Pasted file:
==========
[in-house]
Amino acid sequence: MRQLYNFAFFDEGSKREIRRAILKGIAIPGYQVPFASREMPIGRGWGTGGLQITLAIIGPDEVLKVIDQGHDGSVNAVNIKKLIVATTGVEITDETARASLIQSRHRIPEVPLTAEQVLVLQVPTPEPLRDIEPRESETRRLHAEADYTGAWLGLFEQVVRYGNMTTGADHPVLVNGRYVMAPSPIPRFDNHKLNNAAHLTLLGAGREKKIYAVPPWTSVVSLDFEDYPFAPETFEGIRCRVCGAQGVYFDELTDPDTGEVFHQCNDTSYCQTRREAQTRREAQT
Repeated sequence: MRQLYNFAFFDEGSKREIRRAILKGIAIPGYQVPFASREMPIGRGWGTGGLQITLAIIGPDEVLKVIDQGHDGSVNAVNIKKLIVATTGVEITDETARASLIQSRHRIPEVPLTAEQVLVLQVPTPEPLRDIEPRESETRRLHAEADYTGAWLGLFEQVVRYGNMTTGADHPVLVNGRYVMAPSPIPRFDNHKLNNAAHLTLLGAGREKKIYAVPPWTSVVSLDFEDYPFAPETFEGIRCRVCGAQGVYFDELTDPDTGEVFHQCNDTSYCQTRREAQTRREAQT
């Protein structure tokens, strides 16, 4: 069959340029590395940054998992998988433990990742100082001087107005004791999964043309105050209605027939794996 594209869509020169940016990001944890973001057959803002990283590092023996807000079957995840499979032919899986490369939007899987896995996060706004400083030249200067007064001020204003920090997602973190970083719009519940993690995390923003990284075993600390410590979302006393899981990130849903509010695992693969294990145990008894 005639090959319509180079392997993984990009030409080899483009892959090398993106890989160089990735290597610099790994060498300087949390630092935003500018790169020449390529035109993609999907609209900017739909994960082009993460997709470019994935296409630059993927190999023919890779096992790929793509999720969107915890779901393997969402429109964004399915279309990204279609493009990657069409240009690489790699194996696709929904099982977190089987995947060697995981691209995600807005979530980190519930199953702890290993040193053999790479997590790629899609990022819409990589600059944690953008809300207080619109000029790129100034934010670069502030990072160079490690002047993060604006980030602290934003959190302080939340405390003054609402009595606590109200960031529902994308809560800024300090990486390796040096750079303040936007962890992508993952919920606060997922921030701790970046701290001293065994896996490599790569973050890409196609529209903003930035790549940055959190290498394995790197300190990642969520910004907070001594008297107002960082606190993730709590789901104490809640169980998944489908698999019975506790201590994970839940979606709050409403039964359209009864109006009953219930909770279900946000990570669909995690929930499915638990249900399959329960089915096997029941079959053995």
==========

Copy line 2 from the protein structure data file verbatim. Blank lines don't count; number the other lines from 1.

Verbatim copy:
Amino acid sequence: MRQLYNFAFFDEGSKREIRRAILKGIAIPGYQVPFASREMPIGRGWGTGGLQITLAIIGPDEVLKVIDQGHDGSVNAVNIKKLIVATTGVEITDETARASLIQSRHRIPEVPLTAEQVLVLQVPTPEPLRDIEPRESETRRLHAEADYTGAWLGLFEQVVRYGNMTTGADHPVLVNGRYVMAPSPIPRFDNHKLNNAAHLTLLGAGREKKIYAVPPWTSVVSLDFEDYPFAPETFEGIRCRVCGAQGVYFDELTDPDTGEVFHQCNDTSYCQTRREAQTRREAQT